Clubs that resell resigned memberships generally have separate “sell lists” for each membership category. Therefore, if a club sells memberships in a different membership category, those sales do not trigger resales of resigned memberships and the corresponding refund payments to the resigned members. When clubs issue memberships in “new” categories, the question arises as to whether the new category is truly a different membership category. In two separate cases (one decided in August 2011 and the other in January 2014), resigned members of Hamilton Farms Golf Club challenged the club’s determination that membership sales in what the club called a new membership category did not count toward reissuing resigned memberships. In both cases, the club moved to dismiss the cases, and the court denied the motions, allowing the cases to proceed.


Continue Reading Resigned Members: It’s the Same Category

Lotz vs. Claremont Club, Court of Appeals, Division 2, California (August 15, 2013)

This decision illustrates both the general risk of club liability when liability waivers are unclear and when a club does not follow its written management policies and the unique risk of club liability when a club offers child care. In this case, a member’s child was injured playing dodgeball in the club’s childcare program. The trial court ruled that (i) a release signed by his father barred the claims, (ii) there was no evidence showing the club’s conduct amounted to gross negligence, and (iii) the injuries were an inherent risk in dodgeball. A finding of gross negligence was relevant because in California, a liability release for gross negligence is generally unenforceable. In an unpublished opinion, the Court of Appeals reversed and held that there were triable issues of material fact regarding each of the trial court’s findings.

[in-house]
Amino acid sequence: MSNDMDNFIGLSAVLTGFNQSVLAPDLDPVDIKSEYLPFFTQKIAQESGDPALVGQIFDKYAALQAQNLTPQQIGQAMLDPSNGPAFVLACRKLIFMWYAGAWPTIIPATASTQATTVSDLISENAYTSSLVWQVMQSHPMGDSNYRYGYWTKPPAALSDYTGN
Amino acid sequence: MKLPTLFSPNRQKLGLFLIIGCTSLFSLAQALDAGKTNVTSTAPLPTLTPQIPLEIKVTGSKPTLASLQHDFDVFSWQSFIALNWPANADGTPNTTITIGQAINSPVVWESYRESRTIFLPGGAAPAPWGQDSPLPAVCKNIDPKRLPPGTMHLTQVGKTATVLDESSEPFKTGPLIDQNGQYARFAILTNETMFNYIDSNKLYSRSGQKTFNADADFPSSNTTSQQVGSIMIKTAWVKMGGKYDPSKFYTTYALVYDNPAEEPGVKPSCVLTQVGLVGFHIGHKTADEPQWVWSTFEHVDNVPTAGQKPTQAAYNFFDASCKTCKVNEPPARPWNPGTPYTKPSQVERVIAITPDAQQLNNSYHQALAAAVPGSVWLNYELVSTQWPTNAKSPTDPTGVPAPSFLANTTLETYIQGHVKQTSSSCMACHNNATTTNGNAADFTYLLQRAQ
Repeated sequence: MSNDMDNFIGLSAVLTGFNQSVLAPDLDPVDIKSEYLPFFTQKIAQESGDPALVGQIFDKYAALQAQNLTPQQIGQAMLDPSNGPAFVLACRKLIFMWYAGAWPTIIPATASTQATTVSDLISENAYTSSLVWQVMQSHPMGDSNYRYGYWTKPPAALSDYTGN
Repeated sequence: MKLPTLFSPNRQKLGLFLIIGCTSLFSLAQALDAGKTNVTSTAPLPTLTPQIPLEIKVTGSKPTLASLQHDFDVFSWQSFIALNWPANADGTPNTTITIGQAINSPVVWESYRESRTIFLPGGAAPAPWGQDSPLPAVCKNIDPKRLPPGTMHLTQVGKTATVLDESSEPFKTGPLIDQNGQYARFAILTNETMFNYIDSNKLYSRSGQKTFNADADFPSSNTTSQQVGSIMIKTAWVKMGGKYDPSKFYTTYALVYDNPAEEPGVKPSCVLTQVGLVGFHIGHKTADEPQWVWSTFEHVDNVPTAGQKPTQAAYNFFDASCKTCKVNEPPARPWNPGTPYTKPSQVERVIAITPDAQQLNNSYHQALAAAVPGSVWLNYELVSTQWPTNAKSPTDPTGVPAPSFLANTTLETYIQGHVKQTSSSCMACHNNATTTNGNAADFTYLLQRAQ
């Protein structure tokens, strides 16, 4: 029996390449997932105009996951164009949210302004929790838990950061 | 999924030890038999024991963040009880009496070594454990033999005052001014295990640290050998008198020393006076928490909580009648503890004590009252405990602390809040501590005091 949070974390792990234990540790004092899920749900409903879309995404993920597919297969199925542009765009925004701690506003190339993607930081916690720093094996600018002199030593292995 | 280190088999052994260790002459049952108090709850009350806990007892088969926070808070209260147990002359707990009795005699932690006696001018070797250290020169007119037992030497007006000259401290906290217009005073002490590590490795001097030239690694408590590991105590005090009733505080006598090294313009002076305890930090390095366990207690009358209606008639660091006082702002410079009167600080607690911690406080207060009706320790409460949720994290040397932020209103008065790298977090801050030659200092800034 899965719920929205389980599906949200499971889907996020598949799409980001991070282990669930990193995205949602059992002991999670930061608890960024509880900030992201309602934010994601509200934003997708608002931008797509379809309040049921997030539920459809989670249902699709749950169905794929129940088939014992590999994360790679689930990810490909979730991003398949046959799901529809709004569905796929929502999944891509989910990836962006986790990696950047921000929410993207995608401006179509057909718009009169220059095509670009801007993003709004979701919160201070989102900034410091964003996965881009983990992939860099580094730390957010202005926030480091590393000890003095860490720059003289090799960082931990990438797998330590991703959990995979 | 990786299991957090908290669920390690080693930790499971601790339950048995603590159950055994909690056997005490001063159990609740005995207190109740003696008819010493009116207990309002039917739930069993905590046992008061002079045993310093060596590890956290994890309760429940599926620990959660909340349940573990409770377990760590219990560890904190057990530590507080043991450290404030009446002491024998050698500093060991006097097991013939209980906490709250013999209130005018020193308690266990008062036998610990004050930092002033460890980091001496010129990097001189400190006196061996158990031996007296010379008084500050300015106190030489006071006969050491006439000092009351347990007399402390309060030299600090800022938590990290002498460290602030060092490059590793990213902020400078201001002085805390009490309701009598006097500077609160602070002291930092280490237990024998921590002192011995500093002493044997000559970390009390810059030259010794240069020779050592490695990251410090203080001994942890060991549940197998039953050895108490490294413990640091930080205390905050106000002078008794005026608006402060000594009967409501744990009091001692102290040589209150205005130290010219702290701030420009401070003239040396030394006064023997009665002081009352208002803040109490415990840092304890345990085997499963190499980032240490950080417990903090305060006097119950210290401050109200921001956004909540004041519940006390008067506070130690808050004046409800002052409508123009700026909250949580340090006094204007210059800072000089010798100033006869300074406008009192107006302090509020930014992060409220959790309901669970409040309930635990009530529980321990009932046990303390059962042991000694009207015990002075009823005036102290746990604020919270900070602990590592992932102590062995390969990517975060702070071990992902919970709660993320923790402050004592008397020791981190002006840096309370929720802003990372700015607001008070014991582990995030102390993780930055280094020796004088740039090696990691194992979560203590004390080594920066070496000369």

Continue Reading Claremont Club Case: It’s Not Just Dodgeball

Warrender vs. Gull Harbor Yacht Club, Court of Appeals of North Carolina (August 6, 2013)

This decision illustrates the importance of reviewing and considering the impact of restrictive covenants on operations of a club or marina before acquiring or restructuring it.  The Court ruled on a number of issues related to the restrictive covenants in a residential community in litigation between the yacht club in the community and the lot owners.  Two issues in particular were crucial to the yacht club structure and operations.


Continue Reading Case Law Update: Community Covenants’ Impact on Club Operations

Caley vs. Glenmoor Country Club, Court of Appeals of Ohio, Fifth District, Stark County (November 4, 2013)

Disputes between clubs and members who hold refundable memberships have become common in an environment in which clubs have long membership resale lists. In this case in which resigned members demanded an immediate refund of initiation fees and challenged being prohibited from facilities use after resignation, the court relied solely on the club governing documents and chose to ignore claims by members of verbal representations and a written policy outside the governing documents cited by the Club. A summary of how the court considered each issue follows:


Continue Reading Case Law Update: Resigned Member Refund and Facilities Use

Redeveloping some or all of golf course land as residential or resort units often gives a golf course owner the opportunity to transform a failed golf course into a profitable venture. The oversupply of golf courses and the financial difficulty many courses face have been discussed in Hospitality Law Check-In (see Growing the Game of Golf and Club Membership Deposits in Bankruptcy) and golf industry publications. A golf course owner that cannot make a golf course profitable should investigate development opportunities for the golf course land. The golf course owner may even save the golf course by reconfiguring it to allow for limited development on a small portion, which may enhance the profitability of the golf course by generating new users such as new homeowners or resort guests.


Continue Reading Reincarnating Terminally Ill Golf Course